What kind of socialism?

A sea change has been taking place in the United States. At last, the polls show that socialism is no longer the “dirty word” it was once, when even to say publicly that you were a socialist — and especially a communist — could mean being ostracized, attacked, fired from your job, even jailed.

Not since the days of labor leader Eugene Debs (1855-1926) has a socialist fared well in U.S. presidential elections. Yet candidate Bernie Sanders, who identifies himself as a “democratic socialist,” is growing in popularity.

Let us suppose that Sanders could win the presidency. His chances are certainly slim, given the lineup of both parties’ richest backers against him, but nothing is impossible. Many social democrats like Sanders have been elected to high office in Europe. They have extracted some concessions from the ruling classes. 

But that is not socialism.

Nor is Sanders running for the nomination of a party that professes socialism. The Democratic Party has certainly never endorsed it. On the contrary, it has coexisted with the Republican Party as two ruling-class parties solidly in the camp of capitalism. 

The Democratic Party has also been successful in selling imperialist war to the people, getting them to fight and die not for “democracy” but for corporate domination of the world’s resources.

For decades, the Democratic Party also was the party of Southern segregation. But in the North, especially with the Franklin Delano Roosevelt administration, the party became associated with government programs to alleviate poverty. 

What has changed is not the leadership of the two capitalist parties or their commitment to the profit system, but the sentiment of the voters. Many, especially the youth, have come to realize that capitalism is responsible for the mind-boggling wealth gap in this country. They want change. 

Sanders stands for the kind of change carried out by social democratic parties elsewhere that have brought welcome reforms, but that have coexisted with capitalist ownership and control of the means of production.

It is this ownership and control that gives the capitalists their power, not only over the economic life but also the politics of the country.

What is socialism?

Which raises the question, what is real socialism based on? First and foremost, a basic overhaul of the economy to bring about socialism can only begin when the working class flexes its power and takes over the means of production and uses that to solve the problems of poverty and inequality.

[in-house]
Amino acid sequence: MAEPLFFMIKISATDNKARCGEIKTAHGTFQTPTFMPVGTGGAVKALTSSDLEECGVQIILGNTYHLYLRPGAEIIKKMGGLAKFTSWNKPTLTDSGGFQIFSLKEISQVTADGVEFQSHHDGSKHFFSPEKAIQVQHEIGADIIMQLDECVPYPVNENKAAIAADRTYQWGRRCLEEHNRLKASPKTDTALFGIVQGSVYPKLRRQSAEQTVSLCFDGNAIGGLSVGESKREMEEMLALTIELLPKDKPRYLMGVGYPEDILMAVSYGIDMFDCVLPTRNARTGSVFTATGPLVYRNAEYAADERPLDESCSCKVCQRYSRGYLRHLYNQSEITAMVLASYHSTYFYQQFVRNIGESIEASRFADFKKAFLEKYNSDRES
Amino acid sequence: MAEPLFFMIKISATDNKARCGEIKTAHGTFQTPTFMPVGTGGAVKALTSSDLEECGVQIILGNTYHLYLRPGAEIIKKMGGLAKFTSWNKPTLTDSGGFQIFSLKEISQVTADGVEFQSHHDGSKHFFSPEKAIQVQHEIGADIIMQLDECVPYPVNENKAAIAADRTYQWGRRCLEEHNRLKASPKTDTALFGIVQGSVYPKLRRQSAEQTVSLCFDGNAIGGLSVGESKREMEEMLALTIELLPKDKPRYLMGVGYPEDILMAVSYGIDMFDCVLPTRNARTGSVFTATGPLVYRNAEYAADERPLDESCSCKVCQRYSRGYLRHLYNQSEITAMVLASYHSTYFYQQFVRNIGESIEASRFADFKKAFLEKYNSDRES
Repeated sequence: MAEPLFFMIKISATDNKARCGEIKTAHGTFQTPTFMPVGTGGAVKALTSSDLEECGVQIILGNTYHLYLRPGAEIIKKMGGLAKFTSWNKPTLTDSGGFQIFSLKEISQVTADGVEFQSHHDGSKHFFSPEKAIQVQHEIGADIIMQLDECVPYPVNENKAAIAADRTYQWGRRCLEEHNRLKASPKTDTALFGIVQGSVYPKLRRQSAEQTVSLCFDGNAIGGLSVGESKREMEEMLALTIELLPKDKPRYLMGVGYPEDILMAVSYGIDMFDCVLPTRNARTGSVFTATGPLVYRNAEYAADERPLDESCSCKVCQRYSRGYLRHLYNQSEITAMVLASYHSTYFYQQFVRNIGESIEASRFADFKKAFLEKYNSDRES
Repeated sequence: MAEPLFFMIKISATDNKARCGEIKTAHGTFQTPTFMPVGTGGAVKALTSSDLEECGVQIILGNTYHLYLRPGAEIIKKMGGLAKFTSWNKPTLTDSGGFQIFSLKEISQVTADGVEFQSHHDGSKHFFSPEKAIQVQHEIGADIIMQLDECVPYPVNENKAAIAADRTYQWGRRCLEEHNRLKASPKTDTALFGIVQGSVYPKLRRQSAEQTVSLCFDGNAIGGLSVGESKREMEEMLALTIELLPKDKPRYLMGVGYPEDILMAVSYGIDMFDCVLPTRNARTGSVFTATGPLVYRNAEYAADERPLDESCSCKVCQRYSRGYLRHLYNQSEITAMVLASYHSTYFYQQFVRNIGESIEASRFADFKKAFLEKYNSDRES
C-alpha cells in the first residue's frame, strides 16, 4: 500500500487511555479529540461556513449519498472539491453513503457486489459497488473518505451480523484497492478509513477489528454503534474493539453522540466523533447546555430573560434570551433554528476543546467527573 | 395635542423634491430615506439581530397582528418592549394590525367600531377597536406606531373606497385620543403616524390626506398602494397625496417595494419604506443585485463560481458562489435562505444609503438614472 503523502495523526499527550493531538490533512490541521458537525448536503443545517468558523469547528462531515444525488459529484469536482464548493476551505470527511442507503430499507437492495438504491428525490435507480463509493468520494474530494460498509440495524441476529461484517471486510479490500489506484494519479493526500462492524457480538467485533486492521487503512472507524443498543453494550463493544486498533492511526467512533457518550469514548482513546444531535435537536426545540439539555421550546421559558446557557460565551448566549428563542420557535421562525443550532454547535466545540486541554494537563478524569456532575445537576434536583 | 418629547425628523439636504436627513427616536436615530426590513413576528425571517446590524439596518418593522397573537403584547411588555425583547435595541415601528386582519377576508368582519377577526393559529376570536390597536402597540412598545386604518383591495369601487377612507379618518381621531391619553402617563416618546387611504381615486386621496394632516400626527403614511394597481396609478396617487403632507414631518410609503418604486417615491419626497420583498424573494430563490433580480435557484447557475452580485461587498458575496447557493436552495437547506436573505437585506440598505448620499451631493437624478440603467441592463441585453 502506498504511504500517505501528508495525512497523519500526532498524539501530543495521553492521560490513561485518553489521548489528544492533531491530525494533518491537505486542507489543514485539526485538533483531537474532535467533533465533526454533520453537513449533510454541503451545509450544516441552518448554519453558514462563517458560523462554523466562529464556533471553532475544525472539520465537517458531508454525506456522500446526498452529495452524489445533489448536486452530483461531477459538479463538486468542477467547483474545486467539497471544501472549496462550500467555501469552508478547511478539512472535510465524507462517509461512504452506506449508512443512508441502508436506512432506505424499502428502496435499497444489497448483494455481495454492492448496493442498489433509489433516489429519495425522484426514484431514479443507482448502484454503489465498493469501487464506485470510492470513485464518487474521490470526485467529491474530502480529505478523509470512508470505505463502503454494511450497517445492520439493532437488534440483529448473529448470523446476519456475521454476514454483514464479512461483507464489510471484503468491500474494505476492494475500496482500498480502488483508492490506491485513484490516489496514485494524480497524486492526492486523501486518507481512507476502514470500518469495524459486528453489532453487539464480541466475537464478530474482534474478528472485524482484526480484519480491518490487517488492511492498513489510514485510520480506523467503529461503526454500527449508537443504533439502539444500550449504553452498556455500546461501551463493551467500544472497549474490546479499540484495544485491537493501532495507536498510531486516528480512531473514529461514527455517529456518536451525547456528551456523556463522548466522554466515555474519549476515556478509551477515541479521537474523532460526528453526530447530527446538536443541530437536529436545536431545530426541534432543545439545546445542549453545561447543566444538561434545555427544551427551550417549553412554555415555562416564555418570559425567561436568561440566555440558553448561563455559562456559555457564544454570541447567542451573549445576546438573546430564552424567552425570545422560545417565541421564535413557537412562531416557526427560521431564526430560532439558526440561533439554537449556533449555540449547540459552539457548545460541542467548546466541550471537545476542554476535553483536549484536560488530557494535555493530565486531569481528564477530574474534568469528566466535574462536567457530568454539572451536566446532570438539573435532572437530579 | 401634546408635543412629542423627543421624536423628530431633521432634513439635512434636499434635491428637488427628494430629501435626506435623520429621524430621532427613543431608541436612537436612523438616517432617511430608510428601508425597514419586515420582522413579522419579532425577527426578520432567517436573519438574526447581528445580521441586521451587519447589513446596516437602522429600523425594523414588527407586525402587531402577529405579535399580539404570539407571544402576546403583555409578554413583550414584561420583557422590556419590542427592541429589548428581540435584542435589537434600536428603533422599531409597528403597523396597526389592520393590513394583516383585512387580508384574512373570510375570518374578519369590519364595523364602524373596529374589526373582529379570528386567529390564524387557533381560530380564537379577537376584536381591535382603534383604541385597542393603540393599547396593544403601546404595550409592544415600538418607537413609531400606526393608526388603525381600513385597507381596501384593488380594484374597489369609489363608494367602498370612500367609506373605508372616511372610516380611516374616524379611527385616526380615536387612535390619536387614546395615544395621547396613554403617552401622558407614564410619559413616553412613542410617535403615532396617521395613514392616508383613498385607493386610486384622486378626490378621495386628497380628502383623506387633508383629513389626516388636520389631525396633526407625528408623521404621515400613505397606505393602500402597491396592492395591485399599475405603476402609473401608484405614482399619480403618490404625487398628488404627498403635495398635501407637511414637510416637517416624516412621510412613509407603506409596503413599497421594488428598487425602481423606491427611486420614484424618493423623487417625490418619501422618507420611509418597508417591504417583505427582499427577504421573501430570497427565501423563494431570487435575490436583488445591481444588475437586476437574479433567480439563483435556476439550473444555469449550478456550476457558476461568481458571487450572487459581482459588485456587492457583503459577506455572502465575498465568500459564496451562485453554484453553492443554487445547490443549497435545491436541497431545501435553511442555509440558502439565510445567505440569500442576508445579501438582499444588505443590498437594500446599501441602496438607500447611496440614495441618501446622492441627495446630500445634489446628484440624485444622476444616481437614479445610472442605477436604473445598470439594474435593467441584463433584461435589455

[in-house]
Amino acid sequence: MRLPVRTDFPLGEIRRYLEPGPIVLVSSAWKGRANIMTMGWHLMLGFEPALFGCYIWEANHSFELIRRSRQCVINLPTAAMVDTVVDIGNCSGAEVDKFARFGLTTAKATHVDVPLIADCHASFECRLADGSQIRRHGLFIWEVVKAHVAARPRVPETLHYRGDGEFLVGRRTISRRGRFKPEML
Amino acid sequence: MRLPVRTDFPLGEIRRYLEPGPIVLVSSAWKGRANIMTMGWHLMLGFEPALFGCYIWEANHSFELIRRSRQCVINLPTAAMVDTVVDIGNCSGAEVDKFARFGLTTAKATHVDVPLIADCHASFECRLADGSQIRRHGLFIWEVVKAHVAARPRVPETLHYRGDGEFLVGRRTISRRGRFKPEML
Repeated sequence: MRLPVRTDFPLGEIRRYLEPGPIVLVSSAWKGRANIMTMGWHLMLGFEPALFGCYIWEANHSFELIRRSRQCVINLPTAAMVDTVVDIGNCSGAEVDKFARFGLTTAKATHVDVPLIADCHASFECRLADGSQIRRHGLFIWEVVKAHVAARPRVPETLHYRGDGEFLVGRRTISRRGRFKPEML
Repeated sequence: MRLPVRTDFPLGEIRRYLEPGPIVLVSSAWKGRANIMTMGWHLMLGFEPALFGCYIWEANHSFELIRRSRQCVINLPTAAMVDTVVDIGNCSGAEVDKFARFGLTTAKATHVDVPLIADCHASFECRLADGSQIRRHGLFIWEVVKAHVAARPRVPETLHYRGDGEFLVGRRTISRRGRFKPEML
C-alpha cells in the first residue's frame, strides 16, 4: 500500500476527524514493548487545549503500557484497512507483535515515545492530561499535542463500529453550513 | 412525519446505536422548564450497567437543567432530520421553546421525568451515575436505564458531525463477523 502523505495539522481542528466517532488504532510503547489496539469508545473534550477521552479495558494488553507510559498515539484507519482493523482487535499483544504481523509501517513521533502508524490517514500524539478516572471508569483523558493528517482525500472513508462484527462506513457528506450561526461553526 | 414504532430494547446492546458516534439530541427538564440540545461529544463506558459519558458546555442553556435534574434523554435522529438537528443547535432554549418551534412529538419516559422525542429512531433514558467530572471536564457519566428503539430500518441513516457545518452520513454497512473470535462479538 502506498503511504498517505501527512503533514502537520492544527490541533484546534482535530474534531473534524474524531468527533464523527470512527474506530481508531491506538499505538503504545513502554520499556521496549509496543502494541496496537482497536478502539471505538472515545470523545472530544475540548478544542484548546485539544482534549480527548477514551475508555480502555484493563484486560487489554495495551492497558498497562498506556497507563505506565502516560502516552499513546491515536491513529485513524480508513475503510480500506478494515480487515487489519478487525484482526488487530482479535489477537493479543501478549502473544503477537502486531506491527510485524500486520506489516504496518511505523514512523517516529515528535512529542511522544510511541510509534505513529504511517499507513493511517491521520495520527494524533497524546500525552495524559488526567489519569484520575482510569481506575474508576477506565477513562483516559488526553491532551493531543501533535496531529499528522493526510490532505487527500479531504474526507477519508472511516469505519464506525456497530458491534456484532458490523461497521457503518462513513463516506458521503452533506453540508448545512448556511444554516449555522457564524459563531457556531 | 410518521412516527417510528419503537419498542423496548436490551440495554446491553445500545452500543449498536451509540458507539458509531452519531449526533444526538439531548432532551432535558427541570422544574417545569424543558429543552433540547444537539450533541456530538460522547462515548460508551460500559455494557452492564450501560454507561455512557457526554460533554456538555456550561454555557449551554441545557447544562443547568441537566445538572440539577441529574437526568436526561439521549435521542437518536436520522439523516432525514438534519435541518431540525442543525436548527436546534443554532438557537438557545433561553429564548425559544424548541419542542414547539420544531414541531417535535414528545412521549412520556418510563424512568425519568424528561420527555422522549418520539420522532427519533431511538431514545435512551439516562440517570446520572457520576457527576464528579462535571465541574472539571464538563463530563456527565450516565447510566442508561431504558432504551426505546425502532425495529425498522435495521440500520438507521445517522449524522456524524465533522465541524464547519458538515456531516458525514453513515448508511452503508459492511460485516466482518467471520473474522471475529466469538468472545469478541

There is no reason for poverty in this country — or in the world. The level of productivity capable of meeting peoples’ needs is now astounding. A true workers’ government could immediately eliminate poverty by expropriating the property of the rich and planning economic development based on human need, not profit. 

Why shouldn’t the global working class as a whole own and control the means of production? It is all built by workers in the first place. 

Why shouldn’t the homeless be sheltered in all the empty mansions and condos that are deserted most of the time, while their wealthy owners jet around the world? 

Why shouldn’t the overabundance of food produced in this country be used to end world hunger, once and for all?

Why shouldn’t every young person be guaranteed an income and health coverage while studying how to move society forward in a sustainable way? 

Yet — at a time when the planet itself is engulfed in a crisis created by unbridled capitalism — the old political institutions put in place by billionaires’ money still dictate policy. This cannot last.

Workers World is committed to building a revolutionary movement for socialism. Elections may be a barometer of shifting opinion, but the movement doesn’t end on election day. It grows with every struggle for social justice — with every strike, every protest, every sit-in. The movement builds working-class solidarity against white supremacy, misogyny, the oppression of LGBTQ2+ people and the scapegoating of im/migrants.

Building a truly revolutionary movement holds the key to the future. If you want to fight for real social change, join us!


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